It is widely accepted that the new redistricting plan approved last week by the Maryland General Assembly will be challenged in court. Reportedly, one or more interest groups have already asked the Justice Department to step in and review the plan.
The controversy about the new plan stems from the belief the map was gerrymandered to help Democrats gain an additional seat in Congress. This upsets Republicans, of course. But it also upsets some minority groups and some public officials who believe the new map unfairly divides minority voters.
A name frequently mentioned in various news reports on the issue has been civil rights legend Fannie Lou Hamer. (Her name has also been adopted by a political action committee challenging the new map.) Hamer was born a little over 94 years ago, on Oct. 6, 1917, the youngest of 20 children in Montgomery County, Miss.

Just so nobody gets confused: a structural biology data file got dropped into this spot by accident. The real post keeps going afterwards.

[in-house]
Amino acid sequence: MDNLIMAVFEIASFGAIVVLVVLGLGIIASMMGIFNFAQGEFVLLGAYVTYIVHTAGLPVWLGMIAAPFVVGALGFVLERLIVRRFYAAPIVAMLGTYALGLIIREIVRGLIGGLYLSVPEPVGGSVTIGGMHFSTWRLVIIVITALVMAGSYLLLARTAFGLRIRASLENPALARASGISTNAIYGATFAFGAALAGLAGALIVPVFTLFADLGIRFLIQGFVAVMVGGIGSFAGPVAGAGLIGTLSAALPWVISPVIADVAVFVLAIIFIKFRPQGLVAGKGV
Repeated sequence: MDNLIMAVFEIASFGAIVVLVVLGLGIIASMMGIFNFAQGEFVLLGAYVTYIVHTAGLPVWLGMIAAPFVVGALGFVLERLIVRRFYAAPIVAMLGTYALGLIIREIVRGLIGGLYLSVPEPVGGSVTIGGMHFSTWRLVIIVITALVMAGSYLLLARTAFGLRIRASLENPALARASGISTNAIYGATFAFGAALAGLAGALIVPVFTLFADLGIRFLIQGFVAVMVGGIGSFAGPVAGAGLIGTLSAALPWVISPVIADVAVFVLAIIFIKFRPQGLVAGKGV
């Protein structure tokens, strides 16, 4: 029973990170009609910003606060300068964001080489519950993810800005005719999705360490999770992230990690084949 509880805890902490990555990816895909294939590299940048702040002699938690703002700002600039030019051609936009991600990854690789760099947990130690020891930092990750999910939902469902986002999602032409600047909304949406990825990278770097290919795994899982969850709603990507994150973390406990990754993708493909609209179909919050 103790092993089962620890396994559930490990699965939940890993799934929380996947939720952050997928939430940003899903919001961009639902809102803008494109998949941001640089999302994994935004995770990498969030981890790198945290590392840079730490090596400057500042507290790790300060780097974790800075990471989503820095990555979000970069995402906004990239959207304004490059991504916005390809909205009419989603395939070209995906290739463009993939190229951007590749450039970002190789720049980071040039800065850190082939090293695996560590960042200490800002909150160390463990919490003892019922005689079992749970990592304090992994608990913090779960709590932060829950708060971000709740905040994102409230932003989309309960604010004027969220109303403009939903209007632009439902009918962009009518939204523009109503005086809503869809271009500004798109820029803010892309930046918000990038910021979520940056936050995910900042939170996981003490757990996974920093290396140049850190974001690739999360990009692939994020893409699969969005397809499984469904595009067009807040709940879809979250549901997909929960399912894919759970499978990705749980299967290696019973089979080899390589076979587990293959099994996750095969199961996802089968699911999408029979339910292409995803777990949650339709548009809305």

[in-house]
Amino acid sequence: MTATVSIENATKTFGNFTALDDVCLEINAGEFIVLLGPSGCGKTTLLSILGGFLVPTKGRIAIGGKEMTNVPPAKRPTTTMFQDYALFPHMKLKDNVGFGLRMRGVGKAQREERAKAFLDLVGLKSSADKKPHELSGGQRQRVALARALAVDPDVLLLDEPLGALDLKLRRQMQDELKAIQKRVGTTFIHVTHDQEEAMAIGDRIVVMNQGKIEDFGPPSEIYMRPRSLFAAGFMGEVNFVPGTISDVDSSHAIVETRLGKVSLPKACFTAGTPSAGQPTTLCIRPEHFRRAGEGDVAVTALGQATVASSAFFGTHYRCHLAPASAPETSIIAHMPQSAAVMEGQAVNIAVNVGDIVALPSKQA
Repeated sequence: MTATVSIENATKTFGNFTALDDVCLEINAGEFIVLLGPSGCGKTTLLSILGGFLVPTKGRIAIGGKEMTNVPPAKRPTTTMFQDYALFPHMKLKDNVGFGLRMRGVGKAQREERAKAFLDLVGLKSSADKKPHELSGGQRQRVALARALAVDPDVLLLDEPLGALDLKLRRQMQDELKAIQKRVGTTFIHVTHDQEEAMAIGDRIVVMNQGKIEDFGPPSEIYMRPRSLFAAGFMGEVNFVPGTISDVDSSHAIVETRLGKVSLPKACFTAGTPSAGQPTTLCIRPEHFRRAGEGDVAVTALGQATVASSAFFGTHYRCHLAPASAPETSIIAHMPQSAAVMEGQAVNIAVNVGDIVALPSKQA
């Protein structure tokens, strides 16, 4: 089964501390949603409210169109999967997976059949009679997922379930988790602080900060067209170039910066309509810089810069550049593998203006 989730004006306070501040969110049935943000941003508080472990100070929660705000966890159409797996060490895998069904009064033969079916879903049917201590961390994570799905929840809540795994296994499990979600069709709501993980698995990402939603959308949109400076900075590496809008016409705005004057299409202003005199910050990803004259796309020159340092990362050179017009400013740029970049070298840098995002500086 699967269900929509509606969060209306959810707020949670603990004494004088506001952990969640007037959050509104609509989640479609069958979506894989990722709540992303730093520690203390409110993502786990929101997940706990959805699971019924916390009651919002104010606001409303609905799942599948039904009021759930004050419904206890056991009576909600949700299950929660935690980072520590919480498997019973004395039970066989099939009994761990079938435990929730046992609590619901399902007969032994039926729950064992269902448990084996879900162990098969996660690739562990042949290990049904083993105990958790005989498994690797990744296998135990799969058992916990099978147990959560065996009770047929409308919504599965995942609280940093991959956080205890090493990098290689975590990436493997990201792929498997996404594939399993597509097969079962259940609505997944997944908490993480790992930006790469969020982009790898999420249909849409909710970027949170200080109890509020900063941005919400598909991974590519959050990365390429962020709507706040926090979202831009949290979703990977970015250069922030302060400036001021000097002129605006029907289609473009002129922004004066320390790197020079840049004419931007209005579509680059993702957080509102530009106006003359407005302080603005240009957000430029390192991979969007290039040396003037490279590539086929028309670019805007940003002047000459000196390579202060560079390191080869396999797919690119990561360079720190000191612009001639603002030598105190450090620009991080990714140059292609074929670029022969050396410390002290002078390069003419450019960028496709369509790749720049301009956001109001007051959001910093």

In 1962, she became a volunteer for the Student Nonviolent Coordinating Committee, working to help blacks in the South meet qualifications designed to keep them from voting. She also worked as a community activist organizing protests against various discriminatory policies. For her efforts, Hamer suffered many offenses, including at one point being jailed and beaten so badly that she was permanently disabled.
A powerful speaker and singer, Hamer was known for often saying, “I’m sick and tired of being sick and tired.” Her advocacy helped push the passage of the Voting Rights Act in 1965. The legislation was the culmination of what she worked tirelessly for, prohibiting states from imposing prerequisites to voting (such as literacy tests) to keep blacks from exercising their rights.
From 1968 to 1971, Hamer was a member of the Democratic National Committee for Mississippi and, in 1972, was elected a delegate for the Democratic National Convention. Hamer died in Mississippi in 1977 due to various health problems.
As we read about redistricting in Maryland and around the country, and as various groups consider court challenges, I think it appropriate that we think about the individuals who paved the way for the rights we sometimes take for granted.
Whatever side you fall on the issue, consider everything the likes of which Fannie Lou Hamer went through: once, after being shot at, she reportedly said, “If I fall, I’ll fall 5 feet 4 inches forward in the fight for freedom.”